Total protein was extracted from patient tissue samples (approximately 250 mg/case) and cell lines (U251 and T98G) using RIPA buffer (Pierce; Thermo Fisher Scientific, Inc.). Protein concentrations were determined using the BCA protein assay kit (Bio-Rad Laboratories, Inc.), and 40 µg protein was separated by 10% SDS-PAGE. Separated proteins were transferred onto a PVDF membrane (EMD Millipore; Merck KGaA) and blocked for 1 h at room temperature with TBS containing 5% non-fat milk (w/v). The membranes were incubated overnight at 4°C with the following primary antibodies: rabbit anti-proliferating cell nuclear antigen PCNA (Rabbit polyclonal antibody, cat. no. 10205-2-AP, 1:500; Wuhan Sanying Biotechnology), rabbit MMP-2 (Rabbit polyclonal antibody, cat. no 10373-2-AP, 1:500; Wuhan Sanying Biotechnology), rabbit anti-MMP-9 (Rabbit polyclonal antibody, cat. no 10375-2-AP, 1:500; Wuhan Sanying Biotechnology) and mouse anti-GAPDH (Mouse Monoclonal Antibody, cat. no. sc-47724, 1:1,000; Santa Cruz Biotechnology, Inc.), as the loading control. Images of the western blots were captured using a ChemiDoc™ MP Imaging System (Bio-Rad Laboratories, Inc.).

Immunofluorescence staining

U251 and T98G cell (1×105) were culture on cell slides (glass slides stained with 0.1% poly-L-Lysine overnight)and then fixed with 4% paraformaldehyde for 20 min and incubated with 0.1% Triton X-100 for 10 min at room temperature. Slides were subsequently washed with PBS twice for 5 min and incubated with 5% BSA for 1 h at room temperature (CAS Number:9048-46-8, Sigma Aldrich; Merck KGaA), then incubated with primary antibodies against MMP-2 (Rabbit polyclonal antibody, cat. no. 10373-2-AP, 1:100; Wuhan Sanying Biotechnology) at 4°C overnight. Following primary antibody incubation, slides were incubated with fluorescence-labeled rabbit secondary antibody (Rhodamine TRITC-conjugated Goat Anti-Rabbit IgG, Catalog No.: SA00007-2, 1:100, Wuhan Sanying Biotechnology) at room temperature for 1 h. The nuclei were stained with DAPI for 10 min. Slides were visualized using a fluorescent microscope (magnification ×400).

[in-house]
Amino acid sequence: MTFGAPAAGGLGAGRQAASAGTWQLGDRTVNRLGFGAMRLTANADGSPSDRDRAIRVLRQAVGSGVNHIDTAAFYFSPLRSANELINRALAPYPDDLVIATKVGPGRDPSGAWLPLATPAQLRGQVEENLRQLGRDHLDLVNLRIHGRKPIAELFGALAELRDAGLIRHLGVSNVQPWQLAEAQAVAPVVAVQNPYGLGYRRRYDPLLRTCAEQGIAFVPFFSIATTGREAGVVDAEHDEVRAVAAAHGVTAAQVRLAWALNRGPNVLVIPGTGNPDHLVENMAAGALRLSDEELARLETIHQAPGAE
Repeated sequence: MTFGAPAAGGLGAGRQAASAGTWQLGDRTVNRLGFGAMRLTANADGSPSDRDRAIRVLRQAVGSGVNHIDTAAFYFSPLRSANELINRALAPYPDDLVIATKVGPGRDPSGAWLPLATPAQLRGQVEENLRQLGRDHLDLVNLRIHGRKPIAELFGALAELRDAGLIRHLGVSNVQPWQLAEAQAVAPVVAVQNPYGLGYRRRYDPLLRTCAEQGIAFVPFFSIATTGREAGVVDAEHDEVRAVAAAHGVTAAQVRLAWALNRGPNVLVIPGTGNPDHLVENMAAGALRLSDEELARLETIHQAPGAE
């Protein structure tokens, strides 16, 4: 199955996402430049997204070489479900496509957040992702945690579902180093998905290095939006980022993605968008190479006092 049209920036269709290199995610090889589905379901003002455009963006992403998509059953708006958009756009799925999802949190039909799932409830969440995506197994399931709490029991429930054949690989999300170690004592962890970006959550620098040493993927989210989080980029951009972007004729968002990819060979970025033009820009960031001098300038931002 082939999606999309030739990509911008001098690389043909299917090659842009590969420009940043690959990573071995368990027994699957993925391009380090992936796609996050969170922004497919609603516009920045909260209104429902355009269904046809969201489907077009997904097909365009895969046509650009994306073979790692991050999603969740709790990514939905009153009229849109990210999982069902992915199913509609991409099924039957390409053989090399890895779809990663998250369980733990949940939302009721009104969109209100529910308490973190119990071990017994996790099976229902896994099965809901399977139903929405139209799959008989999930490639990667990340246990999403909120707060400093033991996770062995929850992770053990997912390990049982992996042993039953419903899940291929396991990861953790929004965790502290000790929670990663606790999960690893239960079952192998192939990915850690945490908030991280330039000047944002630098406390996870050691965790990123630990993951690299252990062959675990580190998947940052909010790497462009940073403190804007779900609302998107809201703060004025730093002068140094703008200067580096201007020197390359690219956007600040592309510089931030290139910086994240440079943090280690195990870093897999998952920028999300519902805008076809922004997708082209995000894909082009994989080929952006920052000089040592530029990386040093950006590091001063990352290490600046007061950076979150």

Statistical analysis

One-way ANOVA with post hoc Tukey's test or Student's t-test was used to compare between groups. Survival curves were drawn using the log-rank test with GraphPad Prism 5.0 (GraphPad Software, Inc.). The correlation between Unigene56159 expression and the clinicopathological characteristics of patients with glioma was analyzed using the χ2 test or Fisher's exact test. Statistical analysis was performed using SPSS 19.0 (IBM Corp.) and data was displayed as mean ± SD. Experiments were independently conducted in triplicate. P<0.05 was considered to indicate a statistically significant difference.

Results

Unigene56159 is upregulated in GBM tissue and correlates with poor prognosis

A log2-fold change (FC) of >2 and a false discovery rate (P<0.05) were selected as the cut-off values based on the Benjamini-Hochberg method (27). The expression of Unigene56159 was obtained and 151 cases of valid data collected. The top 20 differentially expressed lncRNAs meeting this criteria were collected, and these lncRNAs were identified according to the level of log2FC (Fig. 1A). Among the differentially expressed lncRNAs, Unigene56159 expression levels were the highest in GBM, demonstrating markedly upregulated expression levels compared with normal brain tissue (Fig. 1A and B). To determine putative functions of Unigene56159, the associated gene expression profiles collected from the GO database were analyzed. The most prominent biological processes included cell migration, cell adhesion and zinc-finger activity (Fig. 1C). Moreover, the clinical data collected from the TCGA database (GEPIA) revealed that high levels of Unigene56159 in GBM were associated with a poorer overall survival compared with low Unigene56159 expression levels according to the median survival time of patients (http://gepia.cancer-pku.cn/) (Fig. 1D). The expression level of Unigene56159 was also significantly associated with patient's Karnofsky performance scale scores from the data of our clinical sample (n=50; Table I; P=0.018). Subsequently, RT-qPCR analysis was used to assess Unigene56159 expression levels in GBM and adjacent normal brain tissues for 50 patients from the present study. Unigene56159 expression was significantly increased in the GBM tissue compared with normal brain tissue (Fig. 1E). These findings suggested that Unigene56159 may function as an oncogene for GBM progression.